The Walden Effect: Farming, simple living, permaculture, and invention.

A conversation about ducks

Black chicksAnna: We had a hatch problem and these guys are supposed to be our replacement layers for next year.  What shall we do to fill in the gap?

Mark: How about we buy a few chicks at the feed store to add to our miniature flock?

Anna: Ooh, that sounds like fun!  What about ducks?

Mark: Who said anything about ducks?

Anna: Ducks!  What a great idea!  The feed store has Pekin, or we could buy Khaki Campbell from a local farmer.  Pekin are really for meat, so the Khaki Campbell would be a better bet....

Mark: Calm down.  Weren't we talking about chicks?  You know, baby chickens that we already know how to raise and have the equipment for.

Anna: Or I could look online and see which varieties are available there.  Hmmm, let me look through my books, too, and find out what types my favorite authors recommend.

Mark: Hello?  Are you listening to me.

Napping chicksAnna: Ancona ducks!  That's a great idea, honey.  We'll order some Ancona ducks from Cackle Hatchery, and throw in 25 Cornish Cross chicks while we're at it to explore that meat variety.  It's too late to raise them with our current chicks, so we'll get the chicks and ducklings near the end of April and skip our usual second homegrown hatch of the year.

Mark: Where will these hypothetical ducks live?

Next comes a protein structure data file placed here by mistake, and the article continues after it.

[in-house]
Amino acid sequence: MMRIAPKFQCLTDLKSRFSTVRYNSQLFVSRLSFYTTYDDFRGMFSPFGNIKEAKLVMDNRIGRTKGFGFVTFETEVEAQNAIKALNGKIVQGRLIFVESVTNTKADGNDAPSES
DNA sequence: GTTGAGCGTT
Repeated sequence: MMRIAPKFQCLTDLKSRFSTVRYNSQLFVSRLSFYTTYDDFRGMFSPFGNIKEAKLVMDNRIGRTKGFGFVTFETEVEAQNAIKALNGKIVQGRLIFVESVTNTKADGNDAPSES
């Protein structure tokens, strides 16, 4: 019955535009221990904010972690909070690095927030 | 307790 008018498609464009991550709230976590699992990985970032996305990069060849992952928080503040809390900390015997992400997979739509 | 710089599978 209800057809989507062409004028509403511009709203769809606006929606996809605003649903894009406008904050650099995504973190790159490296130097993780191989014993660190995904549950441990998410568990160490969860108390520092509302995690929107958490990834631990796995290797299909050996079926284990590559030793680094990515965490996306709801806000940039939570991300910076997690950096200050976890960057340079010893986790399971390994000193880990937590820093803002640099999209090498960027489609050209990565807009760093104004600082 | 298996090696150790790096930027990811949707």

Anna: In the starplate coop with our new layers!  Ducks grow faster than chickens, so we should be able to mix the two relatively young.  We can collect rainwater off the roof to make them a little pond.  Maybe make it drain into the swales above the apple trees for fertigation like in The Resilient Farm and Homestead.

Mark: Isn't that a lot of work?

Anna: Well, the new layers were going to go there anyway.  And Cornish Cross grow so big and fast, buying them will really make our broiler endeavor easier this year.  Did you know ducks lay better than chickens do in the winter?

Mark: Is this what you really want?

Anna: Can I have ducks if I don't beg for pigs or sheep this year?


Mark (rolling his eyes): Okay, ducks it is.

(Stay tuned for the more serious explanation of why we're trying ducks on our chicken blog next week.  Or mark your calendars for more fluff April 25!)



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About us: Anna Hess and Mark Hamilton spent over a decade living self-sufficiently in the mountains of Virginia before moving north to start over from scratch in the foothills of Ohio. They've experimented with permaculture, no-till gardening, trailersteading, home-based microbusinesses and much more, writing about their adventures in both blogs and books.



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I was wondering when you would get the itch to mix in ducks! We will be experimenting with ducks as well this year; i have heard several knowledgeable friends of mine claim to let their ducks wander in the (well established) gardens from time to time to help with pest control.

They claim the ducks don't bother the plants, apart from stepping on them occasionally. Fingers crossed for your duck success!!

Comment by nicole Wed Mar 19 12:37:22 2014
Duck eggs are wonderful. They are larger than chicken eggs and have a wonderful bright, almost orange, yolk. I have some friends who raised ducks for a while until the fox kept getting into the enclosure.
Comment by Sheila Wed Mar 19 22:16:09 2014





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